HIV Treatment: From 25 Daily Pills, to Only 1 a Day

The first 15 years of the HIV epidemic were a nightmare. The discovery of a rare disease took, perhaps too long to raise the alarms. In the beginning, it was believed that only certain groups of the population (gay men, people who used injectable drugs or who had hemophilia), developed it. 

Without a cure or treatment proven to work, physical death added to another decease that had already taken place, social death, as Mexican writer Carlos Monsiváis came to call it. It took some time before we could understand that HIV could affect any person and that it was important to find treatment for the infection, which had escalated greatly and had become a public health problem

The first treatment

The first treatment that showed good results was AZT (or zidovudine), an agent that had been tested before against cancer, without great success. The 20 pills that had to be ingested each day were able to prolong people’s lives for about 6 months, but at a high cost: diarrhea, anemia, sudden hair and weight loss. It was 1989 and the scientific community kept thinking that there should be another way to contain the virus’ advance. 

A new combination

It was until 1991 that the effectiveness of two other medications was proven, from the same family as AZT, called ddl and ddC, in order to control HIV infection. This trio (of the reverse transcriptase inhibitors’ type) allowed experimentation to start with therapies that combined two of the available drugs, and it was in 1992 that the double treatment with AZT and ddC was approved. Still, this new scheme did not drastically change the outlook of people with HIV with regards to what had been achieved a couple of years back. 

The first cocktails

However, the decisive moment that changed antiretroviral treatment forever was in 1996, when results of the integration of new drug families that had been recently approved were presented. During this year, several studies showed that the combination of three medications (then known as “cocktails”) were capable of suppressing and keeping the replication of the HIV virus at a low during the entire time the treatment was taken for. The age of the Highly Active Antiretroviral Therapy (HAART, for short), had begun.

This new treatment scheme managed to save the lives of many people that were already, in an AIDS stage even. And, although it represented a clear difference between losing one’s life and surviving, the road to access these medications for all the people that needed them, was still a long one.  

Treatment complications

Additionally, the treatments were complex. Many pills of one medication, an injection from another and a vial that had to be refrigerated were needed in order to complete the scheme. All this for several times a day, eating certain foods and discarding others. The inherent complications of the treatment, aside from its multiple side effects (vomiting, dizziness, headaches, abnormal distribution of body fat) which made it more difficult for people to stay on the treatment, aside from damage that appeared in different organs in the body which were being affected by the treatment.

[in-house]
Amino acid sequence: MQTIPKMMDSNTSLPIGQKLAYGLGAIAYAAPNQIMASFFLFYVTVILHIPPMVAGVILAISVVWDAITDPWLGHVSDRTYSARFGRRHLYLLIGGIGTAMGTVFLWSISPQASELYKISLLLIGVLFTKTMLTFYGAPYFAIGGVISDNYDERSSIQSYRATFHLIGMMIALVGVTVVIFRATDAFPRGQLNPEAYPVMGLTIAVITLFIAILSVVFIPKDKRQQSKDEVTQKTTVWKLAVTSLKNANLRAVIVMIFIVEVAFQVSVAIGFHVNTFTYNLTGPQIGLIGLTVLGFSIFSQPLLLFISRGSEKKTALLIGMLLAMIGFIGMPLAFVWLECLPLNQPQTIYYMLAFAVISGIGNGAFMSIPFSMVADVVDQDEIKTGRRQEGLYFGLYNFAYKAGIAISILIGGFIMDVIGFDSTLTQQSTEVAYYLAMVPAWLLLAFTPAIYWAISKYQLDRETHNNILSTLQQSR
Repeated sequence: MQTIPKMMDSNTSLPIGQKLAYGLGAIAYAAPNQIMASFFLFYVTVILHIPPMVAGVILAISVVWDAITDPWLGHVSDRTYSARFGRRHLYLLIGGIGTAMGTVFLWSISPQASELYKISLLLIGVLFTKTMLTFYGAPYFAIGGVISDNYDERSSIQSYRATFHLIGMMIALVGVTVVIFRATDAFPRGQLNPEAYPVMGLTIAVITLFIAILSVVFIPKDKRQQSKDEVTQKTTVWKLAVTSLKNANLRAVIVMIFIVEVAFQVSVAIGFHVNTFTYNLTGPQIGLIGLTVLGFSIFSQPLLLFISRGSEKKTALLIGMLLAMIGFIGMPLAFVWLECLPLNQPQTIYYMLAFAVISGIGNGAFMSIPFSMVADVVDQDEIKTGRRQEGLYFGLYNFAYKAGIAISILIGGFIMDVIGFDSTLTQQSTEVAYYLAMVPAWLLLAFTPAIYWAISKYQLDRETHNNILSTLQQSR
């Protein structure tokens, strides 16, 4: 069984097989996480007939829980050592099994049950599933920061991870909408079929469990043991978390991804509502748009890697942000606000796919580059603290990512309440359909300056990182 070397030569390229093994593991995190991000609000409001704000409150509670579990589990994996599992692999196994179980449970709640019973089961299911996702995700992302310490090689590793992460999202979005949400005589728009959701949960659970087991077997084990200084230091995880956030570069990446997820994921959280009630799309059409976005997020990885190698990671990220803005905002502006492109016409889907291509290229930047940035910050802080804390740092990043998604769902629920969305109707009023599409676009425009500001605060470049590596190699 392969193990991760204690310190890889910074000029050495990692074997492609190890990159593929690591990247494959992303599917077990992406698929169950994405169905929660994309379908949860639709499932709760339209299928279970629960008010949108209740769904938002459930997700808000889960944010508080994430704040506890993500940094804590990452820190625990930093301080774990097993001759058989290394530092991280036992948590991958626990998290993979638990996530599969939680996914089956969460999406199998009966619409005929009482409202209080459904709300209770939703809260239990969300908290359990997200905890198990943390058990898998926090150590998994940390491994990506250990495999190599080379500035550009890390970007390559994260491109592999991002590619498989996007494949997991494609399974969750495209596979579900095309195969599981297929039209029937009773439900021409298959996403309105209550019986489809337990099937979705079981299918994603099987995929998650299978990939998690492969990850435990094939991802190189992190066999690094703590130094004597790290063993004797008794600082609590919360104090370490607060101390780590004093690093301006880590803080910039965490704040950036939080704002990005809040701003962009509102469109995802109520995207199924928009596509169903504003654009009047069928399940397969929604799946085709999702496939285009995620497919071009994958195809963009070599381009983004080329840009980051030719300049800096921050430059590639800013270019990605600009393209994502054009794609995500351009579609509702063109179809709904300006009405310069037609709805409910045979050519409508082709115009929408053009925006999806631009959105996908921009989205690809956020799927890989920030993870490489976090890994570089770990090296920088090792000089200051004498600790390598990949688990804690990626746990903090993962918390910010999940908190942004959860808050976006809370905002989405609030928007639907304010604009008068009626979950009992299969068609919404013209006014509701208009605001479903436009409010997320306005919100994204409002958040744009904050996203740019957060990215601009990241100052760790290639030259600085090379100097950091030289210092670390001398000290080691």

However, the science of HIV continued advancing in two parallel paths. One of them focused on looking for new chemicals that could provide better control of the virus in the body. The other one focused on simplifying the existing medications, containing them in less doses, making them easier to manage and with less undesired side effects. 

One single cocktail in 2007 

It was like this for two decades, until, in 2007, the first antiretroviral “cocktail” contained in one single pill and that required to be taken only once a day, was announced. No more huge pillboxes camouflaged so they wouldn’t be discovered at work, no more mandatory refrigeration, no more four or five reminder alarms to take the medication. Now, everything was easier. 

Additionally, there was a change in paradigm which considered that only people with a low CD4 defense cell count (equal to or less than 200 cells per ml of blood), needed to take antiretroviral treatment. Other investigations had shown that the treatment benefited anyone who was diagnosed with HIV, therefore it was recommended to start taking it as soon as the infection was detected. 

HIV in the 21st Century

And so, people who have lived with HIV in the 21st century have gone through a much less tortuous path. The side effects that they may have are much less drastic than the ones their peers had to go through 20 or 15 years ago. Scientific advancements allowed for HIV to become a chronic condition, with a comfortable treatment and, above all, so effective that the lifespan of people with HIV practically matches with the lifespan of the general population. 

At AHF we offer linkage and accompaniment to treatment. If you already have a positive diagnosis, write to your closest AHF or Allied center to you for more information via WhatsApp. We can help you.